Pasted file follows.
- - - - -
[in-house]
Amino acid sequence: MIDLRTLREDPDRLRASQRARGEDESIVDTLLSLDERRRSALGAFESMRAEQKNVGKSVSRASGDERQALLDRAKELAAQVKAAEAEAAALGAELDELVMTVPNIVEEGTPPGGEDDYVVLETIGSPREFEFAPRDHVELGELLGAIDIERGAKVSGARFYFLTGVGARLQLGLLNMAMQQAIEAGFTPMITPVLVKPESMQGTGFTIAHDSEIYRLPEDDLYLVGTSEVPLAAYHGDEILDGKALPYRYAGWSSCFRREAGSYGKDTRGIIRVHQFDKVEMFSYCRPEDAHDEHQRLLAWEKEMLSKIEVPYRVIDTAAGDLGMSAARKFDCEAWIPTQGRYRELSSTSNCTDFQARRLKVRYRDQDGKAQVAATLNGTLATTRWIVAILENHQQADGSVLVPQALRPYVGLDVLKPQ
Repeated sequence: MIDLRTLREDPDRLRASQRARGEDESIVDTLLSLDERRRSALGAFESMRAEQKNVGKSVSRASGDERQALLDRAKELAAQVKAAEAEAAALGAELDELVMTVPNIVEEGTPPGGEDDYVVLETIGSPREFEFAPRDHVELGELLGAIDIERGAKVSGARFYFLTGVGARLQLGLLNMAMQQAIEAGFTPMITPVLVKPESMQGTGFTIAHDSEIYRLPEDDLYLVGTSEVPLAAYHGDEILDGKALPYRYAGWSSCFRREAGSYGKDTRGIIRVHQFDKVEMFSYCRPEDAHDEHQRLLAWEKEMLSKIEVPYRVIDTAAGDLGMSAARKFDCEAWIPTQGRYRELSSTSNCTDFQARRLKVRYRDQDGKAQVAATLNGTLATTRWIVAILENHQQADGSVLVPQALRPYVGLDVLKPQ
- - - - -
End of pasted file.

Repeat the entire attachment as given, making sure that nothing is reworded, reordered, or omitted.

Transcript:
[in-house]
Amino acid sequence: MIDLRTLREDPDRLRASQRARGEDESIVDTLLSLDERRRSALGAFESMRAEQKNVGKSVSRASGDERQALLDRAKELAAQVKAAEAEAAALGAELDELVMTVPNIVEEGTPPGGEDDYVVLETIGSPREFEFAPRDHVELGELLGAIDIERGAKVSGARFYFLTGVGARLQLGLLNMAMQQAIEAGFTPMITPVLVKPESMQGTGFTIAHDSEIYRLPEDDLYLVGTSEVPLAAYHGDEILDGKALPYRYAGWSSCFRREAGSYGKDTRGIIRVHQFDKVEMFSYCRPEDAHDEHQRLLAWEKEMLSKIEVPYRVIDTAAGDLGMSAARKFDCEAWIPTQGRYRELSSTSNCTDFQARRLKVRYRDQDGKAQVAATLNGTLATTRWIVAILENHQQADGSVLVPQALRPYVGLDVLKPQ
Repeated sequence: MIDLRTLREDPDRLRASQRARGEDESIVDTLLSLDERRRSALGAFESMRAEQKNVGKSVSRASGDERQALLDRAKELAAQVKAAEAEAAALGAELDELVMTVPNIVEEGTPPGGEDDYVVLETIGSPREFEFAPRDHVELGELLGAIDIERGAKVSGARFYFLTGVGARLQLGLLNMAMQQAIEAGFTPMITPVLVKPESMQGTGFTIAHDSEIYRLPEDDLYLVGTSEVPLAAYHGDEILDGKALPYRYAGWSSCFRREAGSYGKDTRGIIRVHQFDKVEMFSYCRPEDAHDEHQRLLAWEKEMLSKIEVPYRVIDTAAGDLGMSAARKFDCEAWIPTQGRYRELSSTSNCTDFQARRLKVRYRDQDGKAQVAATLNGTLATTRWIVAILENHQQADGSVLVPQALRPYVGLDVLKPQ